Speaking at the United Nations General Assembly, Netanyahu refuted claims by Abbas and others that his military had committed war crimes during the 50-day war in the Gaza Strip this summer, citing the lengths to which the Israeli Defense Force went to warn civilians to evacuate targeted areas.

“Israel dropped fliers, made phone calls, sent text messages, broadcast warnings in Arabic, all to allow civilians to evacuate targeted areas,” Netanyahu said, arguing that Israel took all available precautions to protect civilian lives, while Hamas deliberately fired rockets from areas where children live and play. “Israel was using its missiles to protect its children, Hamas was using children to protect its missiles,” he added.

He said that the fact that Hamas’s deliberate placement of rockets in civilian communities were the “real war crimes.”

The Israeli Prime Minister also spoke about the growing “cancer” of militant Islam, comparing the situation in Israel with that in Iraq and Syria. “ISIS and Hamas are branches of the same poisonous tree,” he said. “When it comes to their ultimate goals, Hamas is ISIS and ISIS is Hamas. And what they share in common, all militant Islamists share in common.”

The conflict, which ended in August, left 2,100 Palestinians dead and 73 Israelis dead, according to the BBC. The UN said that most of the Palestinian dead were civilians. “This last war against Gaza was a series of absolute war crimes carried out before the eyes and ears of the entire world, moment by moment,” Abbas said last week.

Netanyahu said criticism in Europe of Israel’s treatment of Palestinian civilians often amounts to thinly-veiled anti-Semitism. “We hear mobs today in Europe call for the gassing of Jews, we hear some national leaders compare Israel to the Nazis,” he said. “This is not a function of Israel’s policy, this is a function of diseased minds. That disease has a name, it’s called anti-Semitism, and it’s spreading in polite society.”

The president also warned that Iran was undergoing a “manipulative charm offensive” in order to lift sanctions and continue with plans to build a nuclear weapon. “It’s one thing to confront militant Islamists on pickup trucks… its another thing to confront militant Islamists armed with weapons of mass destruction,” he said. “Would you let ISIS enrich uranium? Then you shouldn’t let the Islamic state of Iran do them either.”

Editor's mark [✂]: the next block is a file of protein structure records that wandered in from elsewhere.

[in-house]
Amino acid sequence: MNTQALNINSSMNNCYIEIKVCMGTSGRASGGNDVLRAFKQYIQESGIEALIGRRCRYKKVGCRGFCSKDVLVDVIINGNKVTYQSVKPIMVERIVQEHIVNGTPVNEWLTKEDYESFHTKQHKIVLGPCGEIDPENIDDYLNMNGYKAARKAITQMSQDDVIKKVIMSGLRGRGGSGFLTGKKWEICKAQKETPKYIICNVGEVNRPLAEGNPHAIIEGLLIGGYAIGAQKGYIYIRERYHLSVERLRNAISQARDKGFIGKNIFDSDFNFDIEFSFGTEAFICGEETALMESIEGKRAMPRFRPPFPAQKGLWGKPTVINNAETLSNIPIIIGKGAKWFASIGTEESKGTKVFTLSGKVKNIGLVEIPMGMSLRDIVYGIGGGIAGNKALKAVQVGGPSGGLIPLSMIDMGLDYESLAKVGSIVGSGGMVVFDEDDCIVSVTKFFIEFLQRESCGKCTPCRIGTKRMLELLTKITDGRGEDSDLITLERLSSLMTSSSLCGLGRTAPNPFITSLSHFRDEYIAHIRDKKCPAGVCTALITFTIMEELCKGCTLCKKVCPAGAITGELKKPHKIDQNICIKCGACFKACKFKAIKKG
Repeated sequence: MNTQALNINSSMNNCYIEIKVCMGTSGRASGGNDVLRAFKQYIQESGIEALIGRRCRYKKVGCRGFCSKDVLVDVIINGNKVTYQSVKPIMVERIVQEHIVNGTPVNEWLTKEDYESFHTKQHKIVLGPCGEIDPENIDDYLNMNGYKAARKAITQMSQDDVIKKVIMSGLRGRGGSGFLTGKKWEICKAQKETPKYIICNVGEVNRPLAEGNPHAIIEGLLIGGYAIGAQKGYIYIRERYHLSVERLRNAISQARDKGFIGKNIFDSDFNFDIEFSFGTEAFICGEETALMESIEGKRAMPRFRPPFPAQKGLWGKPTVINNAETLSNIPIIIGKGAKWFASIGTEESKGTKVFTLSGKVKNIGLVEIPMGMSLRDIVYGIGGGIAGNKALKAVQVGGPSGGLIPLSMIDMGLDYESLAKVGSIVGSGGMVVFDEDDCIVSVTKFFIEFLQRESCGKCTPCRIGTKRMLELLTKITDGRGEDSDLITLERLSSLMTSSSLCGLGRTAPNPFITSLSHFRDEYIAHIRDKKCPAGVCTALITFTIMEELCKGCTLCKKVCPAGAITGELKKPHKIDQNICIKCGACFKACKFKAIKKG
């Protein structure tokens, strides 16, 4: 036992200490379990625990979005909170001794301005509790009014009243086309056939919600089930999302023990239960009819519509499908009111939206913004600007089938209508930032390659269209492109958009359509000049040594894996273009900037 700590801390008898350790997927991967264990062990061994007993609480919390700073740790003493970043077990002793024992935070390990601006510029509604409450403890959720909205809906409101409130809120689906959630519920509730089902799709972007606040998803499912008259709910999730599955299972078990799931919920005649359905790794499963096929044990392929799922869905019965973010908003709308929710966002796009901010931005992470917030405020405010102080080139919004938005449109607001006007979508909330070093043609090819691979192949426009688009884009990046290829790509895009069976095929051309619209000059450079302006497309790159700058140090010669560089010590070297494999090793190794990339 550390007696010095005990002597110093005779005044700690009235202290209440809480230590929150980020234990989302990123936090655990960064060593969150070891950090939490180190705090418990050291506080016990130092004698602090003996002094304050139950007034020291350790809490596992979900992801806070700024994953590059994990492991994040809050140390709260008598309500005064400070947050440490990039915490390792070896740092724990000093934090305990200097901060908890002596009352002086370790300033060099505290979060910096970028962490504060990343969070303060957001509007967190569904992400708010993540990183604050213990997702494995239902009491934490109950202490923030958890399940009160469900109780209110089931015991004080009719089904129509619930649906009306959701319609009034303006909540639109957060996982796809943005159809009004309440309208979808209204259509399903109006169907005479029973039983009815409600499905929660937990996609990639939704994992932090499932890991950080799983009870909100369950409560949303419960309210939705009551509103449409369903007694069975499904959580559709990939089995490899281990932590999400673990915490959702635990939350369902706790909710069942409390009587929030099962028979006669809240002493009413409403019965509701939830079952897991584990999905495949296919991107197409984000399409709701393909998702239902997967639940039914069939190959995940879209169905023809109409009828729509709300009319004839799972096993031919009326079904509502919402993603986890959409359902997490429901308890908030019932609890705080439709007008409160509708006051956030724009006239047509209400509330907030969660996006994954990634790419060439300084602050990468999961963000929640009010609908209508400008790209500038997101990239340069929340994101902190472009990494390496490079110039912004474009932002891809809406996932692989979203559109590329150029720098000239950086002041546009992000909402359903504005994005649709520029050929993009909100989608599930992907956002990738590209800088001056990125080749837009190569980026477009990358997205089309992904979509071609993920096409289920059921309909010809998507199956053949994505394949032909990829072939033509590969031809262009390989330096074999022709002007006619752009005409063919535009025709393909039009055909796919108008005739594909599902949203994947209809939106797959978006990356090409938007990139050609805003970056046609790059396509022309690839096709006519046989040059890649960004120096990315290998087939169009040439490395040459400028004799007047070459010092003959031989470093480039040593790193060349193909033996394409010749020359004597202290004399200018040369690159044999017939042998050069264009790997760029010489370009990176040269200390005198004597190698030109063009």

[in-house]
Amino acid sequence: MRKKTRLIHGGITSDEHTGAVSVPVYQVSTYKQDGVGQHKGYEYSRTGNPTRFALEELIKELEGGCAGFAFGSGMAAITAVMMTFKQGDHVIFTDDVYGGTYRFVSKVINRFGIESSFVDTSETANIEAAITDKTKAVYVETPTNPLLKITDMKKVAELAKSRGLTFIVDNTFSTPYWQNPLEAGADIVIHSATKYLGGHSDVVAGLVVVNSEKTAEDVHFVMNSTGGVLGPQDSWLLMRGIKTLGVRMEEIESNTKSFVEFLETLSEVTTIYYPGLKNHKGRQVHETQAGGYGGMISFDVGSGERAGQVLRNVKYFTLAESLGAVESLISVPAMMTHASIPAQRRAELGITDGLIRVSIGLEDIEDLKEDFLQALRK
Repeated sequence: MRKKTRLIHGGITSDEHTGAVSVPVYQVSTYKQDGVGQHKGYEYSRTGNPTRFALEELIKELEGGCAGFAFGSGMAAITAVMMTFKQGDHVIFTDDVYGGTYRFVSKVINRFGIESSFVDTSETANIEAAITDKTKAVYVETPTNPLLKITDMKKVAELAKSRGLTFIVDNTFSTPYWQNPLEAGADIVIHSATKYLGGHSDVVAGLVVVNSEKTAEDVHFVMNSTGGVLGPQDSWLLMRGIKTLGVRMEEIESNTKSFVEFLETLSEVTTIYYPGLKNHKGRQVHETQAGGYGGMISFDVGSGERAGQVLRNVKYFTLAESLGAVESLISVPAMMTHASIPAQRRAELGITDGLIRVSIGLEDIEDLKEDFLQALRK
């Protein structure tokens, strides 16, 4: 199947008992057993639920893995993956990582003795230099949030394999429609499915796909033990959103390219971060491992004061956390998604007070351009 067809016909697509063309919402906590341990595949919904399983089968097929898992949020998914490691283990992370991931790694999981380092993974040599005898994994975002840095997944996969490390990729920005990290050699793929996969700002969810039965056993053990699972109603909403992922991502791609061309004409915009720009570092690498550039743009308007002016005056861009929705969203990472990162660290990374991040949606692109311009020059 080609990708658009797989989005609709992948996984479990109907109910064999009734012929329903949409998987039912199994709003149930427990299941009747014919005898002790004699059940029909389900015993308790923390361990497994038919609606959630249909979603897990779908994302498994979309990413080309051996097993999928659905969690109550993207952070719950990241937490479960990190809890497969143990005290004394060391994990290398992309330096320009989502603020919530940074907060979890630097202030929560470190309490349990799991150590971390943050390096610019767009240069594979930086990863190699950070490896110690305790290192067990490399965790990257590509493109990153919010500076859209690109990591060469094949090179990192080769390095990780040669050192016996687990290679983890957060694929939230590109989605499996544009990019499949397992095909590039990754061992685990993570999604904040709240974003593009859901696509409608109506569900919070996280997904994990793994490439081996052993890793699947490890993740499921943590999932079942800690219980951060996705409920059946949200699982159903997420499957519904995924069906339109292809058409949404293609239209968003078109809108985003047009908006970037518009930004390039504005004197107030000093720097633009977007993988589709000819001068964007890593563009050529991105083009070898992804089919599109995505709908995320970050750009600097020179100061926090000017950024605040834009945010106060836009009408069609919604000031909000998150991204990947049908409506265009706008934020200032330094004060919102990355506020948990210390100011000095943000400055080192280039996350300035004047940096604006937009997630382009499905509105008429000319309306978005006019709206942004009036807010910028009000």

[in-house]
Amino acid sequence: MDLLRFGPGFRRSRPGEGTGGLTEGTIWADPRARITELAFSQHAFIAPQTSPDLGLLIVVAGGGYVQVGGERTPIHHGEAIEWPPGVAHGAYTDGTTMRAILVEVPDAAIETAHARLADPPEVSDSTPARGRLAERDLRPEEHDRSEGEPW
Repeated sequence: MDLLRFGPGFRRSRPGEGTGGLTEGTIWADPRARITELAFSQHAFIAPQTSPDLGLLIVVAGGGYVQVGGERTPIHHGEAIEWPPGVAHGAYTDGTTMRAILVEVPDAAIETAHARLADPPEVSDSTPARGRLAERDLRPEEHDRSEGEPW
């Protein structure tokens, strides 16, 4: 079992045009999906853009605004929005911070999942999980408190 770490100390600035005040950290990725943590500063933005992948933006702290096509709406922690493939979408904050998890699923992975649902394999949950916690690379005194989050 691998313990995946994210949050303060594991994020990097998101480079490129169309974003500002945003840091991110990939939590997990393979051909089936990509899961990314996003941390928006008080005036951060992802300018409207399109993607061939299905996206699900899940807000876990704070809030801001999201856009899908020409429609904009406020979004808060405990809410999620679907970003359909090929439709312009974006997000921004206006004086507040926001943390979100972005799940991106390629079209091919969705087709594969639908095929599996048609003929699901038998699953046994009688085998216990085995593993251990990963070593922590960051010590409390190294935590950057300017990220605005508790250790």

A UN Council tasked with negotiating with Iran on its nuclear program has not made much progress in recent weeks, according to the LA Times. They hope to reach an agreement to limit Iran’s nuclear program to non-military uses in exchange for lifting oil sanctions.

Netanyahu urged the world’s leaders not to trust what he called the “world’s most dangerous regime.” “To say Iran doesn’t practice terrorism is like saying Derek Jeter never played shortstop for the New York Yankees,” he said.

TIME 2016 Election

A Study in Contrasts for Rand Paul and Ted Cruz

U.S. Senator Cruz delivers remarks at Values Voter Summit in Washington
U.S. Senator Ted Cruz (R-TX) delivers his remarks at the morning plenary session of the Values Voter Summit in Washington on Sept. 26, 2014. Gary Cameron—Reuters

Two potential presidential candidates come to a conservative Christian cattle call

Ted Cruz and Rand Paul, two Tea Party senators in the hunt for the White House, find themselves in a nearly identical position these days. Both sons of celebrated conservative leaders, they regularly speak at the same events, criticize the same Democratic President with a similar message of back-to-basics constitutionalism, and poll nationally at about 10% among Republicans in the way-too-early 2016 polls.

But on Friday, as conservative Christians gathered in Washington for the Values Voter Summit, their differences were far more apparent than their similarities. Paul stood behind the podium in blue jeans, quoting the Founding Fathers and modern authors off a teleprompter, ever the iconoclastic intellect. Cruz roamed the stage in a boxy suit, preaching a passage from Psalms again and again in a call for spiritual rebirth.